WITCH was the first ever play to be performed at the Museum of Witchcraft and Magic. It centres on one case from the early modern period and looks at the perspectives of the accused, the accuser and the judge/Justice of the Peace. It is intense and unexpected as well as historically accurate and moving. It has gone on tour, featured in academic conferences on the use of theatre in presenting the past and also been booked by audience members to be shown to their students in schools and universities. It is highly recommended. There are only three performances of it this year (each performance starts at 7.30pm) and the dates are:
July 21st (only 12 tickets remaining)
The team at Circle of Spears also created a performance of Ghost Stories which takes place in the Museum library on our candlelit evenings. You can hear traditional tales from Devon and Cornwall and accounts of spooky occurrences at the Museum too! The tales are told by the Museum’s librarians and you can either attend the stories first and then visit the Museum at night or visit the Museum and then hear the stories – whatever works best for you! No need to book for the late night, candlelit opening but tickets for the Ghost Stories are best purchased in advance to avoid disappointment (they almost always sell out). Tickets can be purchased here: http://www.circleofspears.com/store/c6/Tickets.html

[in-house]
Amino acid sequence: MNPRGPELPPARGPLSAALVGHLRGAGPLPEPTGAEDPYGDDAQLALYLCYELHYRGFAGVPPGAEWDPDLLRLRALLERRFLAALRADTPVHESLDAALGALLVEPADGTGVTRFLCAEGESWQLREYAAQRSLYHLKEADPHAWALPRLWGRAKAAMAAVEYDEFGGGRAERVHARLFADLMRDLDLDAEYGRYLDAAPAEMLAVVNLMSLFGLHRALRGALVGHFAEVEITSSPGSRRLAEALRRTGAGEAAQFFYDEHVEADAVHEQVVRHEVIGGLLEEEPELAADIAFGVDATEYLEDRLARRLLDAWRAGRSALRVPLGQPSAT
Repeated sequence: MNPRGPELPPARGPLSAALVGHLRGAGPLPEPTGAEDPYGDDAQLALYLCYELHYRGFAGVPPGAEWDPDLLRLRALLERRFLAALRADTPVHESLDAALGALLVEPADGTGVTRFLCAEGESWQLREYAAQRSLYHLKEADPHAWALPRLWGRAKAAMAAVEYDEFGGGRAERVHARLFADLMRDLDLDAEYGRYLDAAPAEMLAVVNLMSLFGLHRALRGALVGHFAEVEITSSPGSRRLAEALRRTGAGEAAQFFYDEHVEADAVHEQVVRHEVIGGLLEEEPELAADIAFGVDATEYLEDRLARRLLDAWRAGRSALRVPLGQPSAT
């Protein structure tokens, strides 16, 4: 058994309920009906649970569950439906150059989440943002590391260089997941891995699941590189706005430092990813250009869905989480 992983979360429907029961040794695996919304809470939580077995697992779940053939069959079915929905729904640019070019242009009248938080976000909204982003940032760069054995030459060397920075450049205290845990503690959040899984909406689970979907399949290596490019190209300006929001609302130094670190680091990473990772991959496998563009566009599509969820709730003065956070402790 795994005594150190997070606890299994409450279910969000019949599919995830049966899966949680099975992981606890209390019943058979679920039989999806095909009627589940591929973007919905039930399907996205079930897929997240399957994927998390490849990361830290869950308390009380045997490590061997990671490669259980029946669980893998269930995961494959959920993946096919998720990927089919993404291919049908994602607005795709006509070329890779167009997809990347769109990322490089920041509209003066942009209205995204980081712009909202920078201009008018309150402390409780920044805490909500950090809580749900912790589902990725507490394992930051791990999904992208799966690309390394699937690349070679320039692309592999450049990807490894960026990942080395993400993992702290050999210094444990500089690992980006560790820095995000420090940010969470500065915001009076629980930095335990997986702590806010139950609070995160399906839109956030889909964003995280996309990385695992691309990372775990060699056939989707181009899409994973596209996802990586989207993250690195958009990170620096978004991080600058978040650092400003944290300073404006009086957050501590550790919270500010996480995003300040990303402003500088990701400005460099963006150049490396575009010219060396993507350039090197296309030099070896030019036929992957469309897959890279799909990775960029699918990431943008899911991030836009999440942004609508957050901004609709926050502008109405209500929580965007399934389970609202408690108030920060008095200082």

7.30pm (several tickets already sold for this performance)
We received a letter in the post which included a much older letter. A visitor to the Museum had written to Cecil Williamson (Museum founder) in 1985 about labyrinths and received an interesting reply which has been copied for us so we can keep it in our archives.
This object seems to have sparked the correspondence and to have lead Cecil to write a little history of the labyrinth stones and their use in magic.
Our thanks go to Jeff Saward of Labyrinthos for providing us with this intriguing addition to our archive. See www.labyrinthos.net for more on his work.
As you may know, there are labyrinths carved into a slate cliff face at Rocky Valley (about three miles from the Museum). A document in our archive (an interpretation card that used to be on display with an object, written by Cecil) seems to suggest that their existence was one of the reasons the Museum ended up being located in Boscastle.
Here is some of Cecil’s letter from 1985 which says that labyrinth stones are called snake or serpent stones, moon stones, Troy Stones and brain stones. As always, the key thing for Cecil was that magic worked and that if it worked, witches used it. If it didn’t work, they just didn’t do it.
Thanks so much to the person who shared this letter with us.
If you haven’t visited the exhibition yet, this is a good chance to find out more about it as it explores each of the sections and includes images of many of the objects on display. If you have visited (and hopefully enjoyed) the exhibition then this guidebook gives you more detail than was provided in the displays including more contextual and background information. It is also a great keepsake as the exhibition will only be on display in 2018.
Above: the front cover showing a cubic altar made to instructions written by Aleister Crowley in Book 4, Part 2.
Below: the contents page.
Below: the back cover features an image of Baphomet from the Museum’s collection.